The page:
In the case of disruptive innovation, it can be virtually impossible to meet traditional investment criteria. Christensen, again in The Innovator’s Dilemma, notes:
“..the only thing we may know for sure (about) experts’ forecasts about how large emerging markets will become is that they are wrong.”
Of course, the ‘system’ wants you to measure it based on effective resource allocation methods of ROI and market opportunity. The difficulty here though is that if you follow these measurements you will never invest in disruptive innovation.
A different approach is required that recognises the level of uncertainty and identifies the key areas of learning required to test your hypothesis, not using metrics that are both impossible to forecast and impossible to achieve. If you’re interested in exploring this subject further, check out the discussion on innovation accounting in The Corporate Startup by Tendayi Viki, Dan Toma and Esther Gons
Rule #4: Incentives need to feed not starve innovation.
Jim Collins & Bill Lazier in Beyond Entrepreneurship 2.0 tell a story of a conversation with a CEO who complained that he could not get his team to be more innovative, and that they “spend all their time managing their current divisions and no time developing new things.” The leaders’ incentives were based on annual revenues, and when the CEO confirmed that working on innovating new business models would be a distraction from achieving performance bonuses it was very clear that there was a misalignment of incentives. It is not just financial bonuses that need to be considered here – career progression opportunities are equally important. You will need to make sure that career progression incentives are also aligned with your innovation objectives and not working at cross purposes.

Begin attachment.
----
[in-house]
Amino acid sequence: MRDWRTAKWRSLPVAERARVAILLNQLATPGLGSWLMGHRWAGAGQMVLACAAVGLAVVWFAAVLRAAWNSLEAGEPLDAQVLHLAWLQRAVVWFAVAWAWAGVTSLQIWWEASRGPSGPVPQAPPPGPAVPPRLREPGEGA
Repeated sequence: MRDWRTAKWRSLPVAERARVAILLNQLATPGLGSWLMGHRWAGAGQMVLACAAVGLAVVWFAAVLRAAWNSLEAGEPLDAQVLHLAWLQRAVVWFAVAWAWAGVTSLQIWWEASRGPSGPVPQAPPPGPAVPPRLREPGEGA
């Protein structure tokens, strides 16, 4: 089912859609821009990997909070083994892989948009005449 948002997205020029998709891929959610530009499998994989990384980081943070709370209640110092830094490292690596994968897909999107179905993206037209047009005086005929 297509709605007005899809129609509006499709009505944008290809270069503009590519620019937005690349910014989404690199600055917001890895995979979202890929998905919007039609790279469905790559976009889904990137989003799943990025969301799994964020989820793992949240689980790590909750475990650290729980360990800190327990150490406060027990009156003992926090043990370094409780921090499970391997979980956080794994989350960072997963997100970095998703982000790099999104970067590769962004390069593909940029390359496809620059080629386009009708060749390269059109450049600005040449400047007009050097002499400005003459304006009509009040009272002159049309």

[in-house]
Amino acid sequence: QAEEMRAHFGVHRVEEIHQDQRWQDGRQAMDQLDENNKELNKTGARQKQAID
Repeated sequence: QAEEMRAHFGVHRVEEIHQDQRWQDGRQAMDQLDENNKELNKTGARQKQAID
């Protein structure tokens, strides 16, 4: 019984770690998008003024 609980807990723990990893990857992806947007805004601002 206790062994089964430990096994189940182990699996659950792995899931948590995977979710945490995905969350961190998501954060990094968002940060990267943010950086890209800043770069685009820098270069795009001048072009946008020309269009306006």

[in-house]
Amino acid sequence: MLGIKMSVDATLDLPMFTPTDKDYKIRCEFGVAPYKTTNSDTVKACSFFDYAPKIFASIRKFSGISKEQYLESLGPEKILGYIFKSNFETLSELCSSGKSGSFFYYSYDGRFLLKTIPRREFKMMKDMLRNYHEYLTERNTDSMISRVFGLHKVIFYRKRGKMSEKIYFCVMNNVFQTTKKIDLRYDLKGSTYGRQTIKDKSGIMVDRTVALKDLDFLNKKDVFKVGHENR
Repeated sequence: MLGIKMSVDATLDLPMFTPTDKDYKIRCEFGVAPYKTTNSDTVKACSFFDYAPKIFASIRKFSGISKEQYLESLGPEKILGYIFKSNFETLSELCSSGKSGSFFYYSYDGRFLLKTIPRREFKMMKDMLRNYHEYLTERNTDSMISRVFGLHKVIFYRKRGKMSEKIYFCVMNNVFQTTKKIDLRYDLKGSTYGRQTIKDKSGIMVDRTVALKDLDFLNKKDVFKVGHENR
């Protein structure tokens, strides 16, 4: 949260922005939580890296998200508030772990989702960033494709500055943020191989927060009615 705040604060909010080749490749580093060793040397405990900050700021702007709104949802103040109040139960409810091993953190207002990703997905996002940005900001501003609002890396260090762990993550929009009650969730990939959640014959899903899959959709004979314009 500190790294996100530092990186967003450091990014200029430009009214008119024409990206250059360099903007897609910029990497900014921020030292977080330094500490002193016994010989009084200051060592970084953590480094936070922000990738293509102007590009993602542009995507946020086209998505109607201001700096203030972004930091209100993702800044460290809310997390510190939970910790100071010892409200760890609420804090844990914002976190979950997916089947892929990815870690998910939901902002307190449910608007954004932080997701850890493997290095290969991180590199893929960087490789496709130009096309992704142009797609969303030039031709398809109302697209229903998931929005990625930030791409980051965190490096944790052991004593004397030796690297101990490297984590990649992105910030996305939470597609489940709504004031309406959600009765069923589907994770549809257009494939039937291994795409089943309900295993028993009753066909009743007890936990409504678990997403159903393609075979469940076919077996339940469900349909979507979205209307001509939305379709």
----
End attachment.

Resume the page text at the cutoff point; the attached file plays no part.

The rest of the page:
Rule #5: Resistance to disruptive innovation will happen and many will seek to kill it – the CEO and the Board need to be its fiercest champions.
Be prepared to fight frequently to defend the need for disruptive innovation. Active advocacy by the CEO and the Board is essential. Success also requires that the Board and CEO understand the forces that will seek to kill off the innovation and actively take steps to build a protective support system around it.
This will not be a single battle where the enemy is vanquished at the first debate. Expect the debates to be continuous. Everyone involved needs to understand the criticality of the innovation, what it is seeking to achieve and be prepared to advocate in support of it.
If you are setting out to potentially break the rules of what has been a previously successful business model, you will not be successful without CEO sponsorship and Board support at every step of the way.
If your disruptive idea passes early market validation milestones and you go all in, the level of resistance will increase and only air-cover from the most senior people will protect the innovation. There are many case studies of the financial impact of organisations transitioning from old to new business models, and the short to medium term negative revenue impacts can be significant.